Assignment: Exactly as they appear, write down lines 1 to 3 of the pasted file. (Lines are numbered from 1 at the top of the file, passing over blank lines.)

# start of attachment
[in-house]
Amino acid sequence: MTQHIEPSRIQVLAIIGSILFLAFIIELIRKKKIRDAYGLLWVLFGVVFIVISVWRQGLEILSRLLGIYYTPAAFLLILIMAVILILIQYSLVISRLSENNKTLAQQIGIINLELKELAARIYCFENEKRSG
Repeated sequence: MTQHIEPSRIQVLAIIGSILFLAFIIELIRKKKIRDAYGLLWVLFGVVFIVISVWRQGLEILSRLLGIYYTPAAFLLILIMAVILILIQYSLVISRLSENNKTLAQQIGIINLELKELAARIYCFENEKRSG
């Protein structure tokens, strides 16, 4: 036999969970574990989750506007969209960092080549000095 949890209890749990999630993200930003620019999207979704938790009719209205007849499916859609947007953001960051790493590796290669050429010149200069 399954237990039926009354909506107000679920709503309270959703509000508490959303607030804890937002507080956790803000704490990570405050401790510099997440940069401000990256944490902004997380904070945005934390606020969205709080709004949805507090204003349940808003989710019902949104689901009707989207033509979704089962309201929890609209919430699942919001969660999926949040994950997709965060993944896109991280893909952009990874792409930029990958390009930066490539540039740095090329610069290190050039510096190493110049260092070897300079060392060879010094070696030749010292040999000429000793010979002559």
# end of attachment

[in-house]
Amino acid sequence: MTQHIEPSRIQVLAIIGSILFLAFIIELIRKKKIRDAYGLLWVLFGVVFIVISVWRQGLEILSRLLGIYYTPAAFLLILIMAVILILIQYSLVISRLSENNKTLAQQIGIINLELKELAARIYCFENEKRSG
Repeated sequence: MTQHIEPSRIQVLAIIGSILFLAFIIELIRKKKIRDAYGLLWVLFGVVFIVISVWRQGLEILSRLLGIYYTPAAFLLILIMAVILILIQYSLVISRLSENNKTLAQQIGIINLELKELAARIYCFENEKRSG